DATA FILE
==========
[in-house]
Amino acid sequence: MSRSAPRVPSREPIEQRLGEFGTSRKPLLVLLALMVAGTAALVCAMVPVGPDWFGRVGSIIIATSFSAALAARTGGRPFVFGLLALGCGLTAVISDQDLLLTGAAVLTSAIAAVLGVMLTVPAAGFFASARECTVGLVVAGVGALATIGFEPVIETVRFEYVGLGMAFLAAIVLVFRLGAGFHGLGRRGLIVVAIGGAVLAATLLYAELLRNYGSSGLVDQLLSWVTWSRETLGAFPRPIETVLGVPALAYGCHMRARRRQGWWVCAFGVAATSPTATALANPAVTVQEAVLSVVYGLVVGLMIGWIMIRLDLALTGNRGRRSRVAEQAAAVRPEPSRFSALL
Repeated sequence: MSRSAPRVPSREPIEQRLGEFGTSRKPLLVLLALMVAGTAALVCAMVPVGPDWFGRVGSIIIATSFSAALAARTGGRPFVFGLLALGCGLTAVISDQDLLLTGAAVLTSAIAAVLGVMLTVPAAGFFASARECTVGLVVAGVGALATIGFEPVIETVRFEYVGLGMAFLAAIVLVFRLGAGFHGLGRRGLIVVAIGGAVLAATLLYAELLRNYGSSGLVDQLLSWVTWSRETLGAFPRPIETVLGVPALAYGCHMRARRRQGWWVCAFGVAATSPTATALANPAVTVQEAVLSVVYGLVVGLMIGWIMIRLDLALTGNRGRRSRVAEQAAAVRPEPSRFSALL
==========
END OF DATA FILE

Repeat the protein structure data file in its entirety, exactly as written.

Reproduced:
[in-house]
Amino acid sequence: MSRSAPRVPSREPIEQRLGEFGTSRKPLLVLLALMVAGTAALVCAMVPVGPDWFGRVGSIIIATSFSAALAARTGGRPFVFGLLALGCGLTAVISDQDLLLTGAAVLTSAIAAVLGVMLTVPAAGFFASARECTVGLVVAGVGALATIGFEPVIETVRFEYVGLGMAFLAAIVLVFRLGAGFHGLGRRGLIVVAIGGAVLAATLLYAELLRNYGSSGLVDQLLSWVTWSRETLGAFPRPIETVLGVPALAYGCHMRARRRQGWWVCAFGVAATSPTATALANPAVTVQEAVLSVVYGLVVGLMIGWIMIRLDLALTGNRGRRSRVAEQAAAVRPEPSRFSALL
Repeated sequence: MSRSAPRVPSREPIEQRLGEFGTSRKPLLVLLALMVAGTAALVCAMVPVGPDWFGRVGSIIIATSFSAALAARTGGRPFVFGLLALGCGLTAVISDQDLLLTGAAVLTSAIAAVLGVMLTVPAAGFFASARECTVGLVVAGVGALATIGFEPVIETVRFEYVGLGMAFLAAIVLVFRLGAGFHGLGRRGLIVVAIGGAVLAATLLYAELLRNYGSSGLVDQLLSWVTWSRETLGAFPRPIETVLGVPALAYGCHMRARRRQGWWVCAFGVAATSPTATALANPAVTVQEAVLSVVYGLVVGLMIGWIMIRLDLALTGNRGRRSRVAEQAAAVRPEPSRFSALL